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Bill Clinton and America ruled over Russia and Boris Yeltsin during the 1990s. Yeltsin showed little love for Russia and more interest in keeping power, and pleasing the oligarchs around him.

Then came Vladimir Putin, and everything changed.

Nearly 600 pages of memos and transcripts, documenting personal exchanges and telephone conversations between Bill Clinton and Boris Yeltsin, were made public by the Clinton Presidential Library in Little Rock, Arkansas.

Dating from January 1993 to December 1999, the documents provide a historical account of a time when US relations with Russia were at their best, as Russia was at its weakest.

On September 8, 1999, weeks after promoting the head of the Russia’s top intelligence agency to the post of prime minister, Russian President Boris Yeltsin took a phone call from U.S. President Bill Clinton.

The new prime minister was unknown, rising to the top of the Federal Security Service only a year earlier.

Yeltsin wanted to reassure Clinton that Vladimir Putin was a “solid man.”

Yeltsin told Clinton….

“I would like to tell you about him so you will know what kind of man he is.”

“I found out he is a solid man who is kept well abreast of various subjects under his purview. At the same time, he is thorough and strong, very sociable. And he can easily have good relations and contact with people who are his partners. I am sure you will find him to be a highly qualified partner.”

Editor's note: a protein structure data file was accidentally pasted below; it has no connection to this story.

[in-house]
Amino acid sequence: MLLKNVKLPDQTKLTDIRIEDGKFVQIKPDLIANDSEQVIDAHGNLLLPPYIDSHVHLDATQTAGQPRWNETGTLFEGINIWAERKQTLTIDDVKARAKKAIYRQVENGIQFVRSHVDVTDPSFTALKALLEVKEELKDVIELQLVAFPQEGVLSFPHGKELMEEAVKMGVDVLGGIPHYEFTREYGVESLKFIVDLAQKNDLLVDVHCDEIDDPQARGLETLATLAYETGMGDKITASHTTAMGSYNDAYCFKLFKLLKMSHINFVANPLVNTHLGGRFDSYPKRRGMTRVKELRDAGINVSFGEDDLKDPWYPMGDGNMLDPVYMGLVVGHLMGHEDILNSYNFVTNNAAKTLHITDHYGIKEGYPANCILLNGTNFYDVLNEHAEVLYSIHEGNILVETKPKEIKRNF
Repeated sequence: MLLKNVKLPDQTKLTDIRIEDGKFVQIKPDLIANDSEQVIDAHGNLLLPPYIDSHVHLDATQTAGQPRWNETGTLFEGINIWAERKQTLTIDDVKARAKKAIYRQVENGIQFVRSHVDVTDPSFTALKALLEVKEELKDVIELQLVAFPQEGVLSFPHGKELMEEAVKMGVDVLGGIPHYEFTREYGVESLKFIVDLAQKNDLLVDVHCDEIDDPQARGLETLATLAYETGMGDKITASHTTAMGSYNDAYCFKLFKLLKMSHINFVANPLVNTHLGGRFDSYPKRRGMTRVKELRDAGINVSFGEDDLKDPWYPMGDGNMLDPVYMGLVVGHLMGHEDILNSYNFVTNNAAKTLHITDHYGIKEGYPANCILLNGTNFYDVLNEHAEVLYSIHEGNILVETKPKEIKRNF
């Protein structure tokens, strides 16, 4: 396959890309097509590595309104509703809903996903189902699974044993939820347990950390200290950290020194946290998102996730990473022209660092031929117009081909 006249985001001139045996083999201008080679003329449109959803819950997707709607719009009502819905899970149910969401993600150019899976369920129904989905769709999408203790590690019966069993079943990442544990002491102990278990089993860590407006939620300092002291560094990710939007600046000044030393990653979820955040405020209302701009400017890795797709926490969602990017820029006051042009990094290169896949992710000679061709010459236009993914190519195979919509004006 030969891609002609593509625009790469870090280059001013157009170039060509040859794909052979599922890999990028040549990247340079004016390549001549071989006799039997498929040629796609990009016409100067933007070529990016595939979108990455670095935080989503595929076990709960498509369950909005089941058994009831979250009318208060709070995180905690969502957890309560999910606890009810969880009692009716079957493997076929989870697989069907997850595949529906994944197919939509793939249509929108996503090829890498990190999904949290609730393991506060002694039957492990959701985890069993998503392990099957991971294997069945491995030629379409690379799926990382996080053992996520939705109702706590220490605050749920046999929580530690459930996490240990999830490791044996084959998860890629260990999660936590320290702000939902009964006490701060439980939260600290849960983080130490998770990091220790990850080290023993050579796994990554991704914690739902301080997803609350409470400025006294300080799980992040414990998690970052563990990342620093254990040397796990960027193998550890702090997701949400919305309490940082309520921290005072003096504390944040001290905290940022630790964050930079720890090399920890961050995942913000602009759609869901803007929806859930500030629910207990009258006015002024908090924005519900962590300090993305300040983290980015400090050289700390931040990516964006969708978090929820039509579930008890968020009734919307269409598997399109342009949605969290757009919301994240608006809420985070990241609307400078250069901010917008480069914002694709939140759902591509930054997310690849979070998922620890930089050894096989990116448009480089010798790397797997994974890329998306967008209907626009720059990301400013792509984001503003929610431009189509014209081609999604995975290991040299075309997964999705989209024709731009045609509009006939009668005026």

The Duran’s Alex Christoforou and Editor-in-Chief Alexander Mercouris discuss the nearly 600 pages of transcripts documenting the calls and personal conversations between then U.S. President Bill Clinton and Russian President Boris Yeltsin, released last month. A strong Clinton and a very weak Yeltsin underscore a warm and friendly relationship between the U.S. and Russia.

Then Vladimir Putin came along and decided to lift Russia out of the abyss, and things changed.

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Here are five must-read Clinton-Yeltsin exchanges from with the 600 pages released by the Clinton Library.

Via RT

Clinton sends ‘his people’ to get Yeltsin elected

Amid unceasing allegations of nefarious Russian influence in the 2016 presidential election, the Clinton-Yeltsin exchanges reveal how the US government threw its full weight behind Boris – in Russian parliamentary elections as well as for the 1996 reelection campaign, which he approached with 1-digit ratings.

For example, a transcript from 1993 details how Clinton offered to help Yeltsin in upcoming parliamentary elections by selectively using US foreign aid to shore up support for the Russian leader’s political allies.